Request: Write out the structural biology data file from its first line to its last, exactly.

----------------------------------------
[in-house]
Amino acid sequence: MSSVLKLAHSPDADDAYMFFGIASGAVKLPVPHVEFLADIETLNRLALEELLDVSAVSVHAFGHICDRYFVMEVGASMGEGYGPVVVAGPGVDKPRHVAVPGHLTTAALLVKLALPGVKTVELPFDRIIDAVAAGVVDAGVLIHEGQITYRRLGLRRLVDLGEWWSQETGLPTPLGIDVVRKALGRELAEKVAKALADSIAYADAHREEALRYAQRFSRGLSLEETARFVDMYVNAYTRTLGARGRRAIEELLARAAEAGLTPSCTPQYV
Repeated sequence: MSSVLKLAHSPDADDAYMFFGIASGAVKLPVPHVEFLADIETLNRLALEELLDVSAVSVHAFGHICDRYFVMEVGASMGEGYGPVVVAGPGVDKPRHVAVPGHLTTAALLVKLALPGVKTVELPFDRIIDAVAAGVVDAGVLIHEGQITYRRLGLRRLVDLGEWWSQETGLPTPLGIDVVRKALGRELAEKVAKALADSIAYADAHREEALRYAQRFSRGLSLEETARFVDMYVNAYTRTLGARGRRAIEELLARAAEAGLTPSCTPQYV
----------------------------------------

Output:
[in-house]
Amino acid sequence: MSSVLKLAHSPDADDAYMFFGIASGAVKLPVPHVEFLADIETLNRLALEELLDVSAVSVHAFGHICDRYFVMEVGASMGEGYGPVVVAGPGVDKPRHVAVPGHLTTAALLVKLALPGVKTVELPFDRIIDAVAAGVVDAGVLIHEGQITYRRLGLRRLVDLGEWWSQETGLPTPLGIDVVRKALGRELAEKVAKALADSIAYADAHREEALRYAQRFSRGLSLEETARFVDMYVNAYTRTLGARGRRAIEELLARAAEAGLTPSCTPQYV
Repeated sequence: MSSVLKLAHSPDADDAYMFFGIASGAVKLPVPHVEFLADIETLNRLALEELLDVSAVSVHAFGHICDRYFVMEVGASMGEGYGPVVVAGPGVDKPRHVAVPGHLTTAALLVKLALPGVKTVELPFDRIIDAVAAGVVDAGVLIHEGQITYRRLGLRRLVDLGEWWSQETGLPTPLGIDVVRKALGRELAEKVAKALADSIAYADAHREEALRYAQRFSRGLSLEETARFVDMYVNAYTRTLGARGRRAIEELLARAAEAGLTPSCTPQYV